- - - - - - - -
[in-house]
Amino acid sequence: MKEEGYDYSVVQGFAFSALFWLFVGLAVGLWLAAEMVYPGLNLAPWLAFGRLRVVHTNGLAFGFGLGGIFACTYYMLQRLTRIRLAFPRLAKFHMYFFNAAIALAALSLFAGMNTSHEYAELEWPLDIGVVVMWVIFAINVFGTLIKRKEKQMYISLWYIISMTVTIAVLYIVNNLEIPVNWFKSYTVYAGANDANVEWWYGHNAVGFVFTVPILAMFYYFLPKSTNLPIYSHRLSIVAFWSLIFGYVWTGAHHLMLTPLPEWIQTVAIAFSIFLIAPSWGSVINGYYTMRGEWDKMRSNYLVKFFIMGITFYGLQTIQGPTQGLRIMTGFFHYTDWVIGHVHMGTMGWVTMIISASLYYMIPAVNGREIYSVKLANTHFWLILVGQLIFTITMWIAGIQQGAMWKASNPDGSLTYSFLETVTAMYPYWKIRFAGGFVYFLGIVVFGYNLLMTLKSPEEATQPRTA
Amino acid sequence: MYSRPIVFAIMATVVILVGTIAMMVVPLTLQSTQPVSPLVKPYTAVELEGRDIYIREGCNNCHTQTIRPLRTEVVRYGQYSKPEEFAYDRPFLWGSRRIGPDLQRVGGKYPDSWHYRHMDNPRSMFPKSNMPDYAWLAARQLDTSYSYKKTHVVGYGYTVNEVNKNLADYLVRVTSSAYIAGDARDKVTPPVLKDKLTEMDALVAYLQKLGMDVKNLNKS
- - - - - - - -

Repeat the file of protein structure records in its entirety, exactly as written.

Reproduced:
[in-house]
Amino acid sequence: MKEEGYDYSVVQGFAFSALFWLFVGLAVGLWLAAEMVYPGLNLAPWLAFGRLRVVHTNGLAFGFGLGGIFACTYYMLQRLTRIRLAFPRLAKFHMYFFNAAIALAALSLFAGMNTSHEYAELEWPLDIGVVVMWVIFAINVFGTLIKRKEKQMYISLWYIISMTVTIAVLYIVNNLEIPVNWFKSYTVYAGANDANVEWWYGHNAVGFVFTVPILAMFYYFLPKSTNLPIYSHRLSIVAFWSLIFGYVWTGAHHLMLTPLPEWIQTVAIAFSIFLIAPSWGSVINGYYTMRGEWDKMRSNYLVKFFIMGITFYGLQTIQGPTQGLRIMTGFFHYTDWVIGHVHMGTMGWVTMIISASLYYMIPAVNGREIYSVKLANTHFWLILVGQLIFTITMWIAGIQQGAMWKASNPDGSLTYSFLETVTAMYPYWKIRFAGGFVYFLGIVVFGYNLLMTLKSPEEATQPRTA
Amino acid sequence: MYSRPIVFAIMATVVILVGTIAMMVVPLTLQSTQPVSPLVKPYTAVELEGRDIYIREGCNNCHTQTIRPLRTEVVRYGQYSKPEEFAYDRPFLWGSRRIGPDLQRVGGKYPDSWHYRHMDNPRSMFPKSNMPDYAWLAARQLDTSYSYKKTHVVGYGYTVNEVNKNLADYLVRVTSSAYIAGDARDKVTPPVLKDKLTEMDALVAYLQKLGMDVKNLNKS